2nd segment after 9:15 break: The Look Back Memphis Trivia Contest is sponsored by John and Jennifer Lawhon of Lawhon Landscape (901) 754-7474 the Lawhon’s can help you plan your landscaping if you have a BIG, BIG project or a smaller project . The Lawhons are giving away a $25 gift card to the first person with the correct trivia answer. If you know the answer to our trivia question, call us at 901 535 WREC 901 535-9732
ANSWER: THE HERNANDO DESOTO BRIDGE WAS FIRST OPENED TO TRAFFIC IN AUGUST 1973
QUESTION: What month and year was the Hernando-DeSoto bridge first opened for traffic after it was first constructed?
HINT #1 The Hernando DeSoto Bridge connecting Memphis, TN to West Memphis, Arkansas was constructed in segments between 1963 and 1968 but was not opened to traffic until later.
HINT #2 Back in the late 1960’s the bridge was supposed to costs $12 million dollars and originally was supposed to be open to traffic in 1971. But it costs $57 million (equivalent to $256,000 today) and was delayed past the planned opening date.
The Hernando de Soto Bridge is a through arch bridge carrying Interstate 40 across the Mississippi River between West Memphis, Arkansas, and Memphis, Tennessee. The design is a continuous cantilevered cable-stayed steel through arch, with bedstead endposts. Memphians also call the bridge the “New Bridge”, as it is newer than the Memphis & Arkansas Bridge (carrying Interstate 55) downstream, and the “M Bridge”, due to its distinctive shape. It is of similar construction to the Sherman Minton Bridge between Louisville, Kentucky, and New Albany, Indiana.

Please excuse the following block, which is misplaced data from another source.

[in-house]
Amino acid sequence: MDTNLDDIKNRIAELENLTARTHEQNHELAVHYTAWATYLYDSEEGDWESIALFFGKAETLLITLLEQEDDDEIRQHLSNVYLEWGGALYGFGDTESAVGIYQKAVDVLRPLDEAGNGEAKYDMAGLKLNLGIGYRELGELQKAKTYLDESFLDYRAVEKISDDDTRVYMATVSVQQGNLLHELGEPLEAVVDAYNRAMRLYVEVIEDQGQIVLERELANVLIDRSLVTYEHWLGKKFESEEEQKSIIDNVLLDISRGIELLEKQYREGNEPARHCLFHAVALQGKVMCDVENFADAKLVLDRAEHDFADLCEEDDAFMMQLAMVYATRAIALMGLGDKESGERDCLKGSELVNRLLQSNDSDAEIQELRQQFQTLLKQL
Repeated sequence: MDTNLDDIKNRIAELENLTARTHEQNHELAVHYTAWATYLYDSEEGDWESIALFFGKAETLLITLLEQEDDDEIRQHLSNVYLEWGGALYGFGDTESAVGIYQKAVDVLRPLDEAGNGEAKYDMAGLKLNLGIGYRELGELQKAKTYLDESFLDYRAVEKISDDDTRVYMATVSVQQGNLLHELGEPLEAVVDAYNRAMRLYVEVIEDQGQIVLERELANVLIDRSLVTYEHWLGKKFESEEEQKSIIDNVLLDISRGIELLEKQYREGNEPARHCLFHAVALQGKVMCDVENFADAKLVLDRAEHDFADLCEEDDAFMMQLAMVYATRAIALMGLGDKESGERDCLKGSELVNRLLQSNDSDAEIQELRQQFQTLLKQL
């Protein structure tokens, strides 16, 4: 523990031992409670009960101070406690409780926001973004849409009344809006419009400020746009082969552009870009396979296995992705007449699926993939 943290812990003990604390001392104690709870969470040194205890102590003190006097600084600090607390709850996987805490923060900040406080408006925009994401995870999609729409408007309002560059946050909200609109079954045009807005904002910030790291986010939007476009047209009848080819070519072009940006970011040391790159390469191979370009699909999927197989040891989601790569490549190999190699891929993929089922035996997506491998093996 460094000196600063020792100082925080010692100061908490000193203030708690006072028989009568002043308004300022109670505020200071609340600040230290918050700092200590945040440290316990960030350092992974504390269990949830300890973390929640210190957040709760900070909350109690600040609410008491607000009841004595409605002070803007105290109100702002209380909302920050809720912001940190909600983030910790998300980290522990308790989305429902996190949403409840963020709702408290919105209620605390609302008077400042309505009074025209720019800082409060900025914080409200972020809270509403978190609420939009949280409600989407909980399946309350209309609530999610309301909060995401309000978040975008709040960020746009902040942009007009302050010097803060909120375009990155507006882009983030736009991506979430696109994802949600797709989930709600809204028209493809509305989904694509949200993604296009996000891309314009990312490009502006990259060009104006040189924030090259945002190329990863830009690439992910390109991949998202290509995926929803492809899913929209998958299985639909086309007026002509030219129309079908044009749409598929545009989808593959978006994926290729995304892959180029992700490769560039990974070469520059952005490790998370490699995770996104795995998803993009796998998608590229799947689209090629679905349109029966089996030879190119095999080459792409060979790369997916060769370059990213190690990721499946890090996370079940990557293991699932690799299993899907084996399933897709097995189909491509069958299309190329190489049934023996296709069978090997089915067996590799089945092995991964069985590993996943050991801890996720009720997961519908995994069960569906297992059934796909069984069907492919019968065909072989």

On May 11, 2021, traffic across the bridge was halted indefinitely after a crack had been found on part of the bridge’s load carrying structure.
Preliminary planning for the river crossing began in 1960 as part of Interstate 40 alignment studies for the Memphis – Little Rock corridor, which was constructed in segments between 1963 and 1968. Before the Hernando de Soto Bridge was completed, traffic going across the river was carried across the Mississippi River by the Interstate 55/US Highway 64/70/79/61 Memphis & Arkansas Bridge crossing, located 2 miles (3.2 km) southwest.
The two states initially feuded over the cost of paying for the bridge. Tennessee officials believed that both states should equally pay for the bridge, while Arkansas officials wanted Tennessee to shoulder a larger share of the cost due to its larger population. Both states eventually agreed to a compromise where Tennessee funded 60% of the cost, and Arkansas the remaining 40%. Both states also initially disagreed on the design of the bridge; the original design called for longer through arches and a lower vertical clearance.